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Beemer
I've heard from numerous people through the years, mechanics included, that cars are 'purposely' made to last on average about ten years before they start falling apart, unlike the cars of yore. If well taken care of and you only put a couple thousand miles on it each year it can out last your average pos car (not talking about the engine alone).  Who knows how long it can last??? It really depends on you. 2c.
A couple thousand miles on it each year?
 
That person doesn't deserve a bike. Lol
lol, I hear ya! I've known a number of people that actually put about that many miles on their bikes each year so they are out there. They were usually just weekend riders or rode their bikes to work, occasionally, never went on trips with their bikes. They didn't appear to be serious bike lovers to me, neither. I could never figure them out.

Beemer

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NICKY NEON
some people cant ride all year, where lucky to get 6-7 months of riding in upstate new york.
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Beemer
ornery
 
As a well known and respected person on this site once said to me, "So much gets lost in translation when talking online." and those words couldn't be truer. I don't think we were looking at cars quite the same way even though we have both been driving and turning wrenches on our own cars for the last forty years. I wasn't talking about modern "quality" machines, nor tune ups, nor galvanized steel, I was talking about the quality of the build and not all old cars were in areas that used salt on the road and many old cars were well cared for and lasted much longer than 10 years. The proof is all around us. As you said, "The current POS, FWD, econoboxes are built to be disposable, but they're cheap to start with." You are talking about the average car when you say that. I was talking about the average modern pos myself and comparing them to the average old school car. The average old cars 'were' made to last, they weren't cheap to start with like modern cars are and I think that is undeniable. They were much better made (galvanized steel aside) than your average, current POS, FWD, econoboxes, and "A few new parts here & there ought to keep it rolling for quite a while."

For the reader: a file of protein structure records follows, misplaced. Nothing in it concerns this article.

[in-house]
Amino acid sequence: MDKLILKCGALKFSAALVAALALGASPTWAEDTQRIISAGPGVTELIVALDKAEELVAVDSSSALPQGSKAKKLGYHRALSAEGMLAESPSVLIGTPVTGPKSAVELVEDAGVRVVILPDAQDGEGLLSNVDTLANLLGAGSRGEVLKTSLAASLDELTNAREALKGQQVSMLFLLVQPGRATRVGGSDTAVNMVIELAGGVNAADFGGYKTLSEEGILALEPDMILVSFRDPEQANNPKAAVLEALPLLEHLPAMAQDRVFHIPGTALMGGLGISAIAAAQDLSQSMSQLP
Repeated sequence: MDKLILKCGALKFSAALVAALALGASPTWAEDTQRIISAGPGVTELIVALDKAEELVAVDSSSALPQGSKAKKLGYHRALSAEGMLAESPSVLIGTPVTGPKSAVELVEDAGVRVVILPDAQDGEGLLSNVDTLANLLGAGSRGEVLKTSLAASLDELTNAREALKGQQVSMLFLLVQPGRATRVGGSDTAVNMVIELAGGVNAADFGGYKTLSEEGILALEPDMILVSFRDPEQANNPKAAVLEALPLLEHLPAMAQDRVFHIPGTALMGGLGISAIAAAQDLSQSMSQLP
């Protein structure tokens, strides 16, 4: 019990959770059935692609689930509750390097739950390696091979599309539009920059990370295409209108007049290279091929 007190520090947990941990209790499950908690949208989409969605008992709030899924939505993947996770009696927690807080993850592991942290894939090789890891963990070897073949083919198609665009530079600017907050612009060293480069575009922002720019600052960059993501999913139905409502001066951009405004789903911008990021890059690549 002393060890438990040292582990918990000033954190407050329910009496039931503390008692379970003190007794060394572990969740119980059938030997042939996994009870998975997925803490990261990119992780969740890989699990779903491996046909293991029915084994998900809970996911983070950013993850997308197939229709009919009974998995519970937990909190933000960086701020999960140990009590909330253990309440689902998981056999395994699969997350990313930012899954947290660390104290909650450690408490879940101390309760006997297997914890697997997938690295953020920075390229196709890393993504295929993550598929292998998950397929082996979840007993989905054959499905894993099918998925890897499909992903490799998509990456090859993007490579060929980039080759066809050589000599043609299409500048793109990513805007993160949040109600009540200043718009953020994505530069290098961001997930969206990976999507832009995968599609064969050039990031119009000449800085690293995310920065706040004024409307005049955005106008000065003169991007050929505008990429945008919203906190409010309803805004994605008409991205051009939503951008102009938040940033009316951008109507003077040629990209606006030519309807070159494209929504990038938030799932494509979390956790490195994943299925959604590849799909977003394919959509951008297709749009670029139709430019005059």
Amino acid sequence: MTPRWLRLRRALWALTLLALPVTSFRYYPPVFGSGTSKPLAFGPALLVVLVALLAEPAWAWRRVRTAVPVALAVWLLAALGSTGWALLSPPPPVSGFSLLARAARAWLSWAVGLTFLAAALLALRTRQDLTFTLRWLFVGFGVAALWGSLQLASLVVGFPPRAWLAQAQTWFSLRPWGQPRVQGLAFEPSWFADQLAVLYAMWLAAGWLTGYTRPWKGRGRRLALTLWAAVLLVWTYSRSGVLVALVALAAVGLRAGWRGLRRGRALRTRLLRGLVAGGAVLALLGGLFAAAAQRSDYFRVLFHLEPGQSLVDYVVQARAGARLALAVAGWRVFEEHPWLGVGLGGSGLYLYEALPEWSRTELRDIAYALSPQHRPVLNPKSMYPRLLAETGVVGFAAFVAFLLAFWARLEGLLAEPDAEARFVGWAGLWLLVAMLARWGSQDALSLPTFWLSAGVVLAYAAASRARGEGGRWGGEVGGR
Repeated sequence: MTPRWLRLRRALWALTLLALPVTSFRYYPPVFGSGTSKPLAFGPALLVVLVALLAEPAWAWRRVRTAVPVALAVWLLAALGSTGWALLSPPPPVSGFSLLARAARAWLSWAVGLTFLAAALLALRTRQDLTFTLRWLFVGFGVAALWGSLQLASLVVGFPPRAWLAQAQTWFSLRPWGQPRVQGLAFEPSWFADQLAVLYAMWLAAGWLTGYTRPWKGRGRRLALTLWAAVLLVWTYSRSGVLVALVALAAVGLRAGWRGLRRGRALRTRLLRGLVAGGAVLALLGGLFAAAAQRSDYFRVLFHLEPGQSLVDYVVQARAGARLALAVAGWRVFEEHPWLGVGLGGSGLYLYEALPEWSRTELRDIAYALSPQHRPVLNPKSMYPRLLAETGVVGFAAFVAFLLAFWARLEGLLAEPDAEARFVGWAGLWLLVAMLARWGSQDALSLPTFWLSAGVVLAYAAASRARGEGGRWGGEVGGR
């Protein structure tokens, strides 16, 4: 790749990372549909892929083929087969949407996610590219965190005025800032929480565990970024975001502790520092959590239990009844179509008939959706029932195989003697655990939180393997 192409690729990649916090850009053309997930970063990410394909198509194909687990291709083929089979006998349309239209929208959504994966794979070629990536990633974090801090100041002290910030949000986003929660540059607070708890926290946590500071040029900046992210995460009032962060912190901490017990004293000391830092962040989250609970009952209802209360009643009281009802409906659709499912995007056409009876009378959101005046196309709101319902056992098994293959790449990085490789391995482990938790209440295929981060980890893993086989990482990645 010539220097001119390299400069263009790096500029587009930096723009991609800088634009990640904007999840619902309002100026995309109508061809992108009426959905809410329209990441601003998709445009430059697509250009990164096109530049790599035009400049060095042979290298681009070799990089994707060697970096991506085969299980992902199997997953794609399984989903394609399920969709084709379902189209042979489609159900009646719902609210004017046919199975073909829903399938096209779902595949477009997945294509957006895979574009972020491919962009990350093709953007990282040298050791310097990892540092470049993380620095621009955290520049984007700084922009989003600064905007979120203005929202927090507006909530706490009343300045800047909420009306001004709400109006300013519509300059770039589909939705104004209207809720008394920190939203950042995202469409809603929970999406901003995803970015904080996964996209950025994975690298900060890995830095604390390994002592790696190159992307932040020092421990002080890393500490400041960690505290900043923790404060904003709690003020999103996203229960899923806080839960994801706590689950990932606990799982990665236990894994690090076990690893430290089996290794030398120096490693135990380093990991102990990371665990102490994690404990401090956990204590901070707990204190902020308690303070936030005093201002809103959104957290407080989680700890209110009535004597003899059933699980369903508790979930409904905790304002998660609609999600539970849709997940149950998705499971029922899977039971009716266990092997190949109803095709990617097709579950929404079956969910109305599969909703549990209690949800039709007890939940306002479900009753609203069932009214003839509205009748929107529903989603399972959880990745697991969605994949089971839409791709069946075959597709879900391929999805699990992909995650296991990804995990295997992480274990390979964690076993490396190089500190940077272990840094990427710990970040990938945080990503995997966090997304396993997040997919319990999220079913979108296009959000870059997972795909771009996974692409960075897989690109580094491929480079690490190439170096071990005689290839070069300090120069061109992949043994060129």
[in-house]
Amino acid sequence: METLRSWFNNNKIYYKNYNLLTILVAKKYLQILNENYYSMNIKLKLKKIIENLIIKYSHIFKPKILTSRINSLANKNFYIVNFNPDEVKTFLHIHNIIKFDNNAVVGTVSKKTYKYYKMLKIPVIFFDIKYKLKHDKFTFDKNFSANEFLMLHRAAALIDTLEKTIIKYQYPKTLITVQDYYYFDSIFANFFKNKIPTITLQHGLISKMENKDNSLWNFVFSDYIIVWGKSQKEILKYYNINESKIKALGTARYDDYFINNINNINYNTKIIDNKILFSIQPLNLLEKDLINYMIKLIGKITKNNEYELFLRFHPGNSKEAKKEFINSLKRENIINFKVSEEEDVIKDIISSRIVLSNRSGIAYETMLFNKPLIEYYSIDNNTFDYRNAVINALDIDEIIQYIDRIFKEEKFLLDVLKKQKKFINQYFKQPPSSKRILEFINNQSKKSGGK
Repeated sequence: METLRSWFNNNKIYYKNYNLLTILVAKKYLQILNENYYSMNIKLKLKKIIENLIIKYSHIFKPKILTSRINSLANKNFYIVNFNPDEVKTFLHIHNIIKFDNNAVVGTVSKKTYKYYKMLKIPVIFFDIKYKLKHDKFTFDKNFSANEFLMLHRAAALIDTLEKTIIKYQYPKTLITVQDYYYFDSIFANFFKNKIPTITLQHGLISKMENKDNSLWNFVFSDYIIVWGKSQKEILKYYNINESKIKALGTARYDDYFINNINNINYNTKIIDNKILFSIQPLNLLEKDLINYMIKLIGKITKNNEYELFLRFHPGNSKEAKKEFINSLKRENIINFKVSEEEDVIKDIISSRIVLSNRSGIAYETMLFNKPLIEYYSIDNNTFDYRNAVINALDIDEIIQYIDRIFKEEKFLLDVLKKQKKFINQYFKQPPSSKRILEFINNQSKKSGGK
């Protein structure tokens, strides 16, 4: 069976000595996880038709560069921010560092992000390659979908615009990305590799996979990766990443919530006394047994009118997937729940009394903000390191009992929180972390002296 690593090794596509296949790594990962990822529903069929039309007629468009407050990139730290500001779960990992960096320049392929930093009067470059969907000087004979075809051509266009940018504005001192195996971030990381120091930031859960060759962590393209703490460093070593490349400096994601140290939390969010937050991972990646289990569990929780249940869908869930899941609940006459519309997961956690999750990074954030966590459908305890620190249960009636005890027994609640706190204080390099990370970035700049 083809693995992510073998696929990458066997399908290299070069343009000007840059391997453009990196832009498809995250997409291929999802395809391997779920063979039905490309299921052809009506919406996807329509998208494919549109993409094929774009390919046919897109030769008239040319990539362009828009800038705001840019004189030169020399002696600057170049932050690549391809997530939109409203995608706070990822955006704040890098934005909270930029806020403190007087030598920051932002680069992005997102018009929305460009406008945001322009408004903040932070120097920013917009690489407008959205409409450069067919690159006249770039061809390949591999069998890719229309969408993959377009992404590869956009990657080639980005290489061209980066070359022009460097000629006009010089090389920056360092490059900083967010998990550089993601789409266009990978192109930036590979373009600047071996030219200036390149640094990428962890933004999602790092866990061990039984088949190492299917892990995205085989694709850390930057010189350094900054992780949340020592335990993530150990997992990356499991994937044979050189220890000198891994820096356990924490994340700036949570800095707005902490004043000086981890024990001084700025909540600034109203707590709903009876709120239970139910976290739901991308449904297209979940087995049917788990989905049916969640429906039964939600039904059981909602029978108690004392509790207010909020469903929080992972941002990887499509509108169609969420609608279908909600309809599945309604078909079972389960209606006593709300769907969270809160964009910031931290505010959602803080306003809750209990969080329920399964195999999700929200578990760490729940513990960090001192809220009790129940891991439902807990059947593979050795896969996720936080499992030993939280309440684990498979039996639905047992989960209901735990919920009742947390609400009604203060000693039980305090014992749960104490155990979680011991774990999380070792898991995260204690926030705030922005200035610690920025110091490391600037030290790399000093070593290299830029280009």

It appears we agree more than not now that we understand each other. Good night, Irene!
 
 
 
 

Beemer

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ornery
I do think we agree more than not. The "average" car of the sixties was the Impala. Today it's the Accord. Which do you think will hold up longer, with less maintenance? Which would you rather see at a car show now or in the future?
 
I don't have the inclination or money to restore vintage machines. I'm VERY frugal, so always in search of the best bang for the buck. That sweet spot today would be seven year old Ford Panthers. I don't miss carburated, drum braked, bias plied old iron, but still prefer the full framed, RWD, V8 living room on wheels "of yore". Pretty hard to find today, eh? Isn't it a pisser that the finest Japanese cars have turned to RWD, while American cars are only recently reverting to RWD from almost exclusive FWD lineups?